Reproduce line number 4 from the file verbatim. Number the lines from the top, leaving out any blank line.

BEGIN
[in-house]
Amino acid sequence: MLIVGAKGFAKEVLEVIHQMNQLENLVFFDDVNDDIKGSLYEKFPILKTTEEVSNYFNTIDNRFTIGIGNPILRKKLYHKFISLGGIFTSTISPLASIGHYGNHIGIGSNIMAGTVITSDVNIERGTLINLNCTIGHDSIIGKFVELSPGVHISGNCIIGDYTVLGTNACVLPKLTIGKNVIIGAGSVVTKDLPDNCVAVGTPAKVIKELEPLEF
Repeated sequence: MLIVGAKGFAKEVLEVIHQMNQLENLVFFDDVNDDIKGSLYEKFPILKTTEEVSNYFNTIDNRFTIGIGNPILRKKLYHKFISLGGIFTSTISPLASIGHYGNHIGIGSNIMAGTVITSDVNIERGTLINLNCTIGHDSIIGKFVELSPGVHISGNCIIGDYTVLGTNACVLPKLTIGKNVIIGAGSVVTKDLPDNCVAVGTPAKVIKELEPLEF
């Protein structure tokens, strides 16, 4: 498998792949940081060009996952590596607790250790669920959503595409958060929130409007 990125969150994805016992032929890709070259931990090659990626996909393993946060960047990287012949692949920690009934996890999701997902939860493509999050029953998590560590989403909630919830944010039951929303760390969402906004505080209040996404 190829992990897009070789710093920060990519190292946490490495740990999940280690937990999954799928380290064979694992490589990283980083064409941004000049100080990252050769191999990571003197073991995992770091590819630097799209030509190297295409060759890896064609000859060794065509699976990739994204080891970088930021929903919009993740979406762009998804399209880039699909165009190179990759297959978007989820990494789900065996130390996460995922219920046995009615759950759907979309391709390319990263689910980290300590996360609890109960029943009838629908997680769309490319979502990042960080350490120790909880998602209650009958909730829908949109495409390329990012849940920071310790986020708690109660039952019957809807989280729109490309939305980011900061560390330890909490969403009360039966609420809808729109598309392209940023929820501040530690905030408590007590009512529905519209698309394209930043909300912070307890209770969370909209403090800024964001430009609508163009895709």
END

């Protein structure tokens, strides 16, 4: 498998792949940081060009996952590596607790250790669920959503595409958060929130409007 990125969150994805016992032929890709070259931990090659990626996909393993946060960047990287012949692949920690009934996890999701997902939860493509999050029953998590560590989403909630919830944010039951929303760390969402906004505080209040996404 190829992990897009070789710093920060990519190292946490490495740990999940280690937990999954799928380290064979694992490589990283980083064409941004000049100080990252050769191999990571003197073991995992770091590819630097799209030509190297295409060759890896064609000859060794065509699976990739994204080891970088930021929903919009993740979406762009998804399209880039699909165009190179990759297959978007989820990494789900065996130390996460995922219920046995009615759950759907979309391709390319990263689910980290300590996360609890109960029943009838629908997680769309490319979502990042960080350490120790909880998602209650009958909730829908949109495409390329990012849940920071310790986020708690109660039952019957809807989280729109490309939305980011900061560390330890909490969403009360039966609420809808729109598309392209940023929820501040530690905030408590007590009512529905519209698309394209930043909300912070307890209770969370909209403090800024964001430009609508163009895709």